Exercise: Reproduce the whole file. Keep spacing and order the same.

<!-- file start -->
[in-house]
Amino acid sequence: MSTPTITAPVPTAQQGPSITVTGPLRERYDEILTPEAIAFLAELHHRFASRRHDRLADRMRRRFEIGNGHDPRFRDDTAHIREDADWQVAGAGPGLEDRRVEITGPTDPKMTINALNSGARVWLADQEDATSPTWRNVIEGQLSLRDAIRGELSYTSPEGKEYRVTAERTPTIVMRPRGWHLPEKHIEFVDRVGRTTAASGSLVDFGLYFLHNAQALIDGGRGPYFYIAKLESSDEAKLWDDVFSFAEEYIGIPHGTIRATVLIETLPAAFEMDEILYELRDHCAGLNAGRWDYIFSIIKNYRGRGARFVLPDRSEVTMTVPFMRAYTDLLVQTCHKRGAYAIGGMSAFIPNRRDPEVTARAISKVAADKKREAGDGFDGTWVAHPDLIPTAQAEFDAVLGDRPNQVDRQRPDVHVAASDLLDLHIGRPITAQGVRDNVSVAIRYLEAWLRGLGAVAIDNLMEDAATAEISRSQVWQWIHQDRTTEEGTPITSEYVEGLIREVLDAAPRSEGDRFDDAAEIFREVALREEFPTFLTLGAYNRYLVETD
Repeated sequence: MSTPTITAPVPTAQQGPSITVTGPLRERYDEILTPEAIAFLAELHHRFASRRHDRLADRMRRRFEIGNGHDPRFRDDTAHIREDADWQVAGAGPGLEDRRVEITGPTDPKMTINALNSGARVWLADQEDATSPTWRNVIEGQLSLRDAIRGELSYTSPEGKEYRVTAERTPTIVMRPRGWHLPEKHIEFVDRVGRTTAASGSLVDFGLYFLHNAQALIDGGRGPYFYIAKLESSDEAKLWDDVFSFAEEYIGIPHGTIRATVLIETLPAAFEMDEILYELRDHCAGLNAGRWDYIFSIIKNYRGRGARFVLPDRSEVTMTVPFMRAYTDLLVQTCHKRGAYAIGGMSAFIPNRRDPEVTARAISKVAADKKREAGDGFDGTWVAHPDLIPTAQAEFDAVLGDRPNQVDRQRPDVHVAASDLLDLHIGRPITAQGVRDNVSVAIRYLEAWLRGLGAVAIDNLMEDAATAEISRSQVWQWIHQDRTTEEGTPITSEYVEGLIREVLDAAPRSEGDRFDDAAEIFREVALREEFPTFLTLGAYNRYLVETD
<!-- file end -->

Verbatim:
[in-house]
Amino acid sequence: MSTPTITAPVPTAQQGPSITVTGPLRERYDEILTPEAIAFLAELHHRFASRRHDRLADRMRRRFEIGNGHDPRFRDDTAHIREDADWQVAGAGPGLEDRRVEITGPTDPKMTINALNSGARVWLADQEDATSPTWRNVIEGQLSLRDAIRGELSYTSPEGKEYRVTAERTPTIVMRPRGWHLPEKHIEFVDRVGRTTAASGSLVDFGLYFLHNAQALIDGGRGPYFYIAKLESSDEAKLWDDVFSFAEEYIGIPHGTIRATVLIETLPAAFEMDEILYELRDHCAGLNAGRWDYIFSIIKNYRGRGARFVLPDRSEVTMTVPFMRAYTDLLVQTCHKRGAYAIGGMSAFIPNRRDPEVTARAISKVAADKKREAGDGFDGTWVAHPDLIPTAQAEFDAVLGDRPNQVDRQRPDVHVAASDLLDLHIGRPITAQGVRDNVSVAIRYLEAWLRGLGAVAIDNLMEDAATAEISRSQVWQWIHQDRTTEEGTPITSEYVEGLIREVLDAAPRSEGDRFDDAAEIFREVALREEFPTFLTLGAYNRYLVETD
Repeated sequence: MSTPTITAPVPTAQQGPSITVTGPLRERYDEILTPEAIAFLAELHHRFASRRHDRLADRMRRRFEIGNGHDPRFRDDTAHIREDADWQVAGAGPGLEDRRVEITGPTDPKMTINALNSGARVWLADQEDATSPTWRNVIEGQLSLRDAIRGELSYTSPEGKEYRVTAERTPTIVMRPRGWHLPEKHIEFVDRVGRTTAASGSLVDFGLYFLHNAQALIDGGRGPYFYIAKLESSDEAKLWDDVFSFAEEYIGIPHGTIRATVLIETLPAAFEMDEILYELRDHCAGLNAGRWDYIFSIIKNYRGRGARFVLPDRSEVTMTVPFMRAYTDLLVQTCHKRGAYAIGGMSAFIPNRRDPEVTARAISKVAADKKREAGDGFDGTWVAHPDLIPTAQAEFDAVLGDRPNQVDRQRPDVHVAASDLLDLHIGRPITAQGVRDNVSVAIRYLEAWLRGLGAVAIDNLMEDAATAEISRSQVWQWIHQDRTTEEGTPITSEYVEGLIREVLDAAPRSEGDRFDDAAEIFREVALREEFPTFLTLGAYNRYLVETD